Appledore
View over Romney Marsh
Stone Ferry Bridge
(10) Appledore
(11) View over Romney Marsh
(12) Stone Ferry Bridge

Reaching Appledore the Saxon Shore Way is signposted over a playing field but when I was there a football match was in progress so I went down a side road instead to reach the B2080 which is then followed through the village. At the end of the village, just before the road starts heading downhill the Saxon Shore Way turns right down Court Lode Road, opposite the church, photo 10. A short distance further on the path leaves the road on a footpath that runs off to the left just past Court Lodge. This path runs over a small hill as the land drops away on all sides, photo 11. The path leaves the hill and goes over a stile and onto a path that runs round the side of a field to jion the drainage ditch known as the Reading Sewer. This is then followed until the Appledore Road is reached, photo 12. Having crossed the "sewer" by the bridge the route passes through the car park of the Stone Ferry Pub and continues along the other bank. The field to the left of the path was being ploughed and a large number of seagulls were eagerly following the line of the plough.

Stone-cum-Ebony Memorial Hall
St Mary's Church, Stone in Oxney
The cliff top path
(13) Stone-cum-Ebony Memorial Hall
(14) St Mary's Church, Stone in Oxney
(15) The 'cliff' top path

Just past a small pumping station the Saxon Shore Way leaves the Reading Sewer and follows a smaller drainage ditch off to the left until a farm track with a bridge over the drainage ditch is reached. The path turns left over the bridge and follows a concrete farm track, past a very smelly pile of manure, up towards a road. As the farm buildings are reached the path leaves the track and runs just inside a field on up to the road. The path crosses this road and takes a driveway beside a house and gardens before turning left into a set of fields which are crossed, going gently uphill towards Stone in Oxney. The Saxon Shore Way crosses the main road and heads along Church Hill, passing the Stone-cum-Ebony Memorial Hall in photo 13. The path continues climbing uphill along the road, passing the St Mary's Church, photo 14, to a T junction with Knock Hill. Here the path crosses the road and heads over a field to once again reach the edge of the old cliff line, some 50 metres above the surrounding countryside, photo 15, looking down over Romney Marsh and the valley of the River Rother.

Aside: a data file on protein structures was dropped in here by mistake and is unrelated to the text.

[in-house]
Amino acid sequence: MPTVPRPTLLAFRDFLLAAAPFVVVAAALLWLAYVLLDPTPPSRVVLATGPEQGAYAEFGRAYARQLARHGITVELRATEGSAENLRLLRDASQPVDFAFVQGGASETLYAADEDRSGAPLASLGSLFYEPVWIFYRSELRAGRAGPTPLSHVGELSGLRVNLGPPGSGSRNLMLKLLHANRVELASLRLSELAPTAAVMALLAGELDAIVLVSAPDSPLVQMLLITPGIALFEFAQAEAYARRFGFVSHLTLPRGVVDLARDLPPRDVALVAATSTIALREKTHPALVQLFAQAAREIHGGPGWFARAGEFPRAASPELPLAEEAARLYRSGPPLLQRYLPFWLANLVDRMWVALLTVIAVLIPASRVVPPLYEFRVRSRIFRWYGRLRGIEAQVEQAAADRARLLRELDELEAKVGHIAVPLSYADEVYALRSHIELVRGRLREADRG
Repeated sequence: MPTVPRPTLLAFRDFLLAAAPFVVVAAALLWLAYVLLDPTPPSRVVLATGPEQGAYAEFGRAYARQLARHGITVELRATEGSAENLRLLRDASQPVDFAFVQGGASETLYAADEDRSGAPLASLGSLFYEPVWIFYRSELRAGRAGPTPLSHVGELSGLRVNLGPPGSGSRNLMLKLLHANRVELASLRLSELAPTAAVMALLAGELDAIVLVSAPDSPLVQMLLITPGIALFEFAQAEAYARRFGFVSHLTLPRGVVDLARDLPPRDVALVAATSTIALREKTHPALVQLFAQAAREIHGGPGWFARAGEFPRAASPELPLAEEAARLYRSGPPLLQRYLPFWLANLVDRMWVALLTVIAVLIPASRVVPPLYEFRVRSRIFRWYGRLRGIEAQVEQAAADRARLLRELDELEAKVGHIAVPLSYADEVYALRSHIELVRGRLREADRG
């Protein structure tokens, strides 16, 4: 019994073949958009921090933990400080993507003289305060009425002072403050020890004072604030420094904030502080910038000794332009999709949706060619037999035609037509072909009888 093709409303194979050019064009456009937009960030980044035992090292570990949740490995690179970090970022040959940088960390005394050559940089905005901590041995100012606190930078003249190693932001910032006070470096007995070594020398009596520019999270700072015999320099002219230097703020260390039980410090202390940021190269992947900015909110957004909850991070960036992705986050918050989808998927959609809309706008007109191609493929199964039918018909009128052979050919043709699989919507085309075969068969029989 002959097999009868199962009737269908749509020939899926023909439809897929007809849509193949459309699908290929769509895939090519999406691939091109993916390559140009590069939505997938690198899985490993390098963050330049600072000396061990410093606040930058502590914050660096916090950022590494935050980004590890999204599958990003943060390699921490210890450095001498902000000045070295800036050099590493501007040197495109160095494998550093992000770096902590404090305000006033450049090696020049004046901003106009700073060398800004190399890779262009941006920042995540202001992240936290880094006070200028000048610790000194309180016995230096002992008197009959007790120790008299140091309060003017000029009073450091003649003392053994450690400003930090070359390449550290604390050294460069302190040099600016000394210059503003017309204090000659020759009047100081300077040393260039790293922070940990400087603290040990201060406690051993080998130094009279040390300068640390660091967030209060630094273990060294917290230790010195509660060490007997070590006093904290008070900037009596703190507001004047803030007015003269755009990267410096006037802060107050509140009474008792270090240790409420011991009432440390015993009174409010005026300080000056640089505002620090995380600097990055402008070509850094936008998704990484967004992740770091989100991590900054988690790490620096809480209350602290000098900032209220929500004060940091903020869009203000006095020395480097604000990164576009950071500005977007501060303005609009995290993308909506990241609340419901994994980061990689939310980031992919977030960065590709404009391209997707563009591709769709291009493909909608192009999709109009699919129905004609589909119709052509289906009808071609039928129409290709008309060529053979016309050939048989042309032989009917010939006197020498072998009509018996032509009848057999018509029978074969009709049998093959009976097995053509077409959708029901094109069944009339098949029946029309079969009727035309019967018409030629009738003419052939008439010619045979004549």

Stone Cliff
Iden Lock
River Rother
(16) Stone Cliff
(17) Iden Lock
(18) River Rother

From this point the only way is down and the path heads down Stone Cliff to cross over a few fields on its way to rejoin the Royal Military Canal. Photo 16 was taken looking back towards the Stone Cliff to where photo 15 had been taken from. Once again the path alongside the Royal Military Canal, although grassy, was quite uneven to walk along and the actual canal was often obscured by trees. At Iden Lock the Saxon Shore Way rejoins the road for a short distance before crossing over to the other bank of the canal. Iden Lock which was built in 1808 marks the junction of the Royal Military Canal and the River Rother however although the lock itself has now been turned into a sluice one of the old lock gates can just be made out in the foreground of photo 17. Below the lock the nature of the path changes with path running besides open fields next to the river. Immediately below the lock the river bank was lined for several hundred yards by a number of caravans some of which can be seen to the right in photo 18. As well as following the Royal Military Canal Path at this point the Saxon Shore Way has also linked up with the Sussex Border Path for the way to Rye.